A point of reference, not only for Patmos, but for the whole of Greece and Orthodox Christianity, the monastery of Saint John the Theologian stands imposing in the entrance of Chora. The most important place of pilgrimage for the whole of Christianity together with the Sacred Cave of the Apocalypse and Chora of Patmos were declared by UNESCO as World Heritage Sites in 1999.
Its foundation is attributed to Saint Christodoulos, to whom Patmos was ceded in 1088 by Alexius A Comnenus in order for him to establish a monastery in honor of the Evangelist. Built as a medieval castle with battlements, the monastery is inextricably linked with the history and development of the island.
According to archeological finds, the monastery was built on the ruins of the ancient temple of Artemis and an ancient Christian basilica. The monastery is surrounded by an irregular, rectangular defensive enclosure built gradually from the late 11th to the early 17th century. From the Byzantine period until today the church, the bank, the fireplace and the cells of the monks survive.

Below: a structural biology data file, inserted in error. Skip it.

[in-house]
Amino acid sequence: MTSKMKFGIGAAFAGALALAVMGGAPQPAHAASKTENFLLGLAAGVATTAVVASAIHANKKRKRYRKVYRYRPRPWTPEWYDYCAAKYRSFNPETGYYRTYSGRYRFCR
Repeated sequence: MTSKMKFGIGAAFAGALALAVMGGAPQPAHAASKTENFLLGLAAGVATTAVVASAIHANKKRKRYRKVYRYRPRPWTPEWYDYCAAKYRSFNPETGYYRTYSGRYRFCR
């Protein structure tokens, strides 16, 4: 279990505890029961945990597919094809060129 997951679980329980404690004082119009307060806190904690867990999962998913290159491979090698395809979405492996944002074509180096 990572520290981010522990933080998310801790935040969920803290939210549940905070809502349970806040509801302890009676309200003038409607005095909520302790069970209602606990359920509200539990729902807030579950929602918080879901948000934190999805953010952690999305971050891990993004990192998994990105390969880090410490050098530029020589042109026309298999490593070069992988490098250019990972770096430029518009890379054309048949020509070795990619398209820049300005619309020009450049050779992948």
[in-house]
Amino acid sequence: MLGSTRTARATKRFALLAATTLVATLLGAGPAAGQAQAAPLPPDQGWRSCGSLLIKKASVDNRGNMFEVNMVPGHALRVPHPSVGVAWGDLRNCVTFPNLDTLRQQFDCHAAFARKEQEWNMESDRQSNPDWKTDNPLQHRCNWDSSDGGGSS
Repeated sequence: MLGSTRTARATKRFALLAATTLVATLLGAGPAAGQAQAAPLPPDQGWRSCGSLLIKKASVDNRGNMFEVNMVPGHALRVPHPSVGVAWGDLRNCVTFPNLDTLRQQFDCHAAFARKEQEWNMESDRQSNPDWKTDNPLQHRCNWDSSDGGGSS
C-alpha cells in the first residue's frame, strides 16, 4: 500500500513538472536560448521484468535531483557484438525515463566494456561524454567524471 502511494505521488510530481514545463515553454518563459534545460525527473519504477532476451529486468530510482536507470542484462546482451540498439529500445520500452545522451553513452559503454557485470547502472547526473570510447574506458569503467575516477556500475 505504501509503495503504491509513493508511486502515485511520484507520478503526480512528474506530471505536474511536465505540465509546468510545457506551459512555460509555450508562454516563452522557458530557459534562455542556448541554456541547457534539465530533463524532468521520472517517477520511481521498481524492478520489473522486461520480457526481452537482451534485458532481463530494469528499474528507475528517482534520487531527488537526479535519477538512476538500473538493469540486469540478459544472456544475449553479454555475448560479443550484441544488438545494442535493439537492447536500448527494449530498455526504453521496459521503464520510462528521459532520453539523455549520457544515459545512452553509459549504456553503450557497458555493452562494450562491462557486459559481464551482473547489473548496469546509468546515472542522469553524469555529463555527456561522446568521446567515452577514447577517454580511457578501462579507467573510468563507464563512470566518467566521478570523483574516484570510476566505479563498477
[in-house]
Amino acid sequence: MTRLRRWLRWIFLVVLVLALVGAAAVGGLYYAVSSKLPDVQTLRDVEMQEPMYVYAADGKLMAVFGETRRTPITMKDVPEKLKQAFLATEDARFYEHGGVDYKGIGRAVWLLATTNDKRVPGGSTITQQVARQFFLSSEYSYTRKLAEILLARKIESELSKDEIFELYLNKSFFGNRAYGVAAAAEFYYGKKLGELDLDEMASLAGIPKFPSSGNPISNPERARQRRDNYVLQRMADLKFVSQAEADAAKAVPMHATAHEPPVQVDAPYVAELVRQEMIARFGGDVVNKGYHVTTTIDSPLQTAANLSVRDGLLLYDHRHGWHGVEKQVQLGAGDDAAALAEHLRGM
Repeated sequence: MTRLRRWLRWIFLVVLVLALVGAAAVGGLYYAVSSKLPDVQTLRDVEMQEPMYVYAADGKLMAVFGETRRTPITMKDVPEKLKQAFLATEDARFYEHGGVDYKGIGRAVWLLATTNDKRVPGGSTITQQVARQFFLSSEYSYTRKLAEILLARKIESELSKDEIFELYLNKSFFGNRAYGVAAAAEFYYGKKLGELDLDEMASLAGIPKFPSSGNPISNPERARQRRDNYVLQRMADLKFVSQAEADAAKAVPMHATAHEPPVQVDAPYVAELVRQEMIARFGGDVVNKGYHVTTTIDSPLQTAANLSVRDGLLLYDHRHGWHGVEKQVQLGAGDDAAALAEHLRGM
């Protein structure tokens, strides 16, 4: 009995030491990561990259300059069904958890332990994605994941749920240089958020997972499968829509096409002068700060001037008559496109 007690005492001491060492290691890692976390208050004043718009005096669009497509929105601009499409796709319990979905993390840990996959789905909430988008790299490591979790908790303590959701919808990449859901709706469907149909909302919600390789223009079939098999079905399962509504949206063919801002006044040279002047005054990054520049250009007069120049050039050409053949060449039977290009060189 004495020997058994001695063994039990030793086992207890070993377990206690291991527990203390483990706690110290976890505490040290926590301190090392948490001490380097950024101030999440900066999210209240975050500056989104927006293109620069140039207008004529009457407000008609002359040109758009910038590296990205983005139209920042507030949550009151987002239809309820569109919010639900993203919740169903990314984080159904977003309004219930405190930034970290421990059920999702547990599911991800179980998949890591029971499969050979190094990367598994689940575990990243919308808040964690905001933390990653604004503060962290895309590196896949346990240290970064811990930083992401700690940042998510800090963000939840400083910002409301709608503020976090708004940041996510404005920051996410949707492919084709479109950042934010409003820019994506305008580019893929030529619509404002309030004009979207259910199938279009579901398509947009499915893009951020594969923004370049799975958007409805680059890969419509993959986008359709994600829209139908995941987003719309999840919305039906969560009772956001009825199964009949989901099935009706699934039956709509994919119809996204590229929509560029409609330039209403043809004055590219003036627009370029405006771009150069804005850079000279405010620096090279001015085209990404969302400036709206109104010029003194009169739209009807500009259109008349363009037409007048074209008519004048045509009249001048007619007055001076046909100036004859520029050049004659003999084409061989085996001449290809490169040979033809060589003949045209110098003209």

At the church the chancel screen and the 17th-century frescoes stand out, while at the bank your attention will be drawn to both the frescoes and marble dining tables of the monks. If you climb up to the level of the cells, you can enjoy from up close the arches of the Abbey and views of the paved yard.
From the chapels located inside the enclosure are those of the Holy Apostles, the Virgin Mary, with its 12th-century frescoes, and of Saint Christodoulos, which was built in 1093 and houses the tabernacle of the founder of the monastery.